E-News Issue #17
Welcome to our first newsletter sent by WebPromote.
Someone wanted to know the energy consumption of an EFTPOS machine. We tested ours at 10W on standby and 20W while actually printing (on the 230V side). Different banks have slightly different units. In our case, it is meant to be left on 24 hours per day (as it downloads data and prints summary statements in the middle of the night). Has anyone tried one on a modified square wave inverter? I have also received some inquiries and feedback about running Austar (satellite television). The information I have received is that it draws about 20W when it is turned on and that it does run okay off a modified square wave inverter. However, it has been suggested that it should not be run off a generator unless it has a good regulation and surge protection.
We have received some feedback to the effect that some bread makers (particularly the Panasonic Model SD200) do not run successfully on some inverters (even sine wave).
One customer has trouble with his remote control for his television. However, we've never seen any similar problems with this common device.
We appreciate your feedback with any problem loads which you might have experienced on your inverter. This feedback is important for inverter manufacturers as they are always trying to upgrade and improve their products.
A customer recently had problems running all his fluoros off a small sine wave inverter. Some testing has revealed that a 40W 'straight' fluoro requires 80 to 120VA to drive it due to a power factor of 0.5 or less. This problem relates more to inverter sizing as opposed to actual efficiency. The new electronic ballasted PL type fluoros should be an improvement to this problem.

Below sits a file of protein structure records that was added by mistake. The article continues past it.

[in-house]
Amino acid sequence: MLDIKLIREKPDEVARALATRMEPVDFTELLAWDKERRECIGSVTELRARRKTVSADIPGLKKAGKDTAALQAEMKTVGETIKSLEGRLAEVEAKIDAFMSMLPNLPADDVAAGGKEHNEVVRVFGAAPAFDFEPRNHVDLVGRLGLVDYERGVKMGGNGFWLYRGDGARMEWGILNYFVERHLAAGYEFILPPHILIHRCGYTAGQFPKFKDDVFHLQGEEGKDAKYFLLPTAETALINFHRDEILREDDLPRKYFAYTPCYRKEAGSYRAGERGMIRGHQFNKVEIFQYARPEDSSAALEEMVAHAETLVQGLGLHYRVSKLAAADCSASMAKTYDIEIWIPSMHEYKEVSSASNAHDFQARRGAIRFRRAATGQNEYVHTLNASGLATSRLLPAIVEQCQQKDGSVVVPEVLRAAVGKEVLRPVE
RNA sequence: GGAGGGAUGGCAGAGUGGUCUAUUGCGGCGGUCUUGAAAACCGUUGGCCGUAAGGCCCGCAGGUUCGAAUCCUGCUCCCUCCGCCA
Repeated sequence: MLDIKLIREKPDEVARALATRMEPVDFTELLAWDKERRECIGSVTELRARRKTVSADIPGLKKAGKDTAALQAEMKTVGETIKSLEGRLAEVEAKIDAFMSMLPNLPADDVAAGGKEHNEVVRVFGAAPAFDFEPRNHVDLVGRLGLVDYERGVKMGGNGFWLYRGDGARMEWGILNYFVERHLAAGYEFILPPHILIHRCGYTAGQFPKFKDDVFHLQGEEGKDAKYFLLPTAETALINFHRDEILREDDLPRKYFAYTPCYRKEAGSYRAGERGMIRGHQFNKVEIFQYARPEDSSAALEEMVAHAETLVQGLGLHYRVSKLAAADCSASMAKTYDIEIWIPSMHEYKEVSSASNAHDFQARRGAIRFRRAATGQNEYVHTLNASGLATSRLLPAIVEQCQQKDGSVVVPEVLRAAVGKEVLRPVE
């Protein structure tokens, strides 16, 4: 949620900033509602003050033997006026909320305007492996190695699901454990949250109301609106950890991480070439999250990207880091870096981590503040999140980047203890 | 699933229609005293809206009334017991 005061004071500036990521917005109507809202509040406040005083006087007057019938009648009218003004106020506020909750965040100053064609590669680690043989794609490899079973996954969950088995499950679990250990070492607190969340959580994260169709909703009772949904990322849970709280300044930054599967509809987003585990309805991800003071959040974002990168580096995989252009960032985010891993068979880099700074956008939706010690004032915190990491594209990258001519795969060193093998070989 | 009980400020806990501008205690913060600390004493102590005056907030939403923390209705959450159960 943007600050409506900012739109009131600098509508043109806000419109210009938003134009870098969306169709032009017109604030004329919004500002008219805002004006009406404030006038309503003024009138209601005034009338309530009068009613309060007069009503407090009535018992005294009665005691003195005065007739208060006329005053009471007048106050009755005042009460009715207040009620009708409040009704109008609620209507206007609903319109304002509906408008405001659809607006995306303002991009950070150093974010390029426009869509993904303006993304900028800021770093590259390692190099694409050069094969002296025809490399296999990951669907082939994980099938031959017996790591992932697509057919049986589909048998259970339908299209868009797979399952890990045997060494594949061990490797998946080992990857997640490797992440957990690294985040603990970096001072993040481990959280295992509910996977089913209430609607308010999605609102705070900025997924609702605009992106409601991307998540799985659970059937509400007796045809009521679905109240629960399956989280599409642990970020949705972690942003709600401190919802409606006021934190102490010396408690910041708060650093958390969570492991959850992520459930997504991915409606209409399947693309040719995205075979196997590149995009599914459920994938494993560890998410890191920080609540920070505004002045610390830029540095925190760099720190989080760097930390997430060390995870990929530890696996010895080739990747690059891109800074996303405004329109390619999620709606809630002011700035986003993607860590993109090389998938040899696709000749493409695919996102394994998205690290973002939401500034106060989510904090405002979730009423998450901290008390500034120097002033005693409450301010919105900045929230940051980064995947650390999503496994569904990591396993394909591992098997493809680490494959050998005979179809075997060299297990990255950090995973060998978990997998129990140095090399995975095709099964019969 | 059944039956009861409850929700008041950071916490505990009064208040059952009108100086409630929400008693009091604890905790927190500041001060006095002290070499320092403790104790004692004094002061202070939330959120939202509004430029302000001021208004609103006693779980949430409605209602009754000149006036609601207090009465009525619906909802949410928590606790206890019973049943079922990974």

There has been a few increases lately, particularly with our range of wind generators. We also regret to advise that Woods chargers will go up by 10% as of 1 April due to improvements being forced upon many manufacturers to reduce electromagnetic interference on their products (known as C-Tick requirements in Australia).
Electricity Supply For Remote Medical Clinics
There are tens of thousands of medical clinics in the lesser developed countries of the world which do not have access to mains power. This lack of power is a serious obstacle to improving the health of villagers:
During the past few decades, several types of generators have been used in such clinics to provide power:
Petrol/diesel, Solar/photovoltaic and Hydro power.
Read the full article on Electricity Supply For Remote Medical Clinics.
Cheers from Dave and all the RPC crew.
Dave Lambert (Director)
- Issue #92 - 06/12/2005
- Issue #91 - 15/11/2005
- Issue #90 - 20/10/2005
- Issue #89 - 29/09/2005
- Issue #88 - 01/09/2005
- Issue #87 - 29/07/2005
- Issue #86 - 04/07/2005
- Issue #85 - 03/06/2005
- Issue #84 - 05/05/2005
- Issue #83 - 01/04/2005
- Issue #82 - 03/03/2005
- Issue #81 - 23/02/2005
- Issue #80 - 02/02/2005
- Issue #79 - 05/01/2005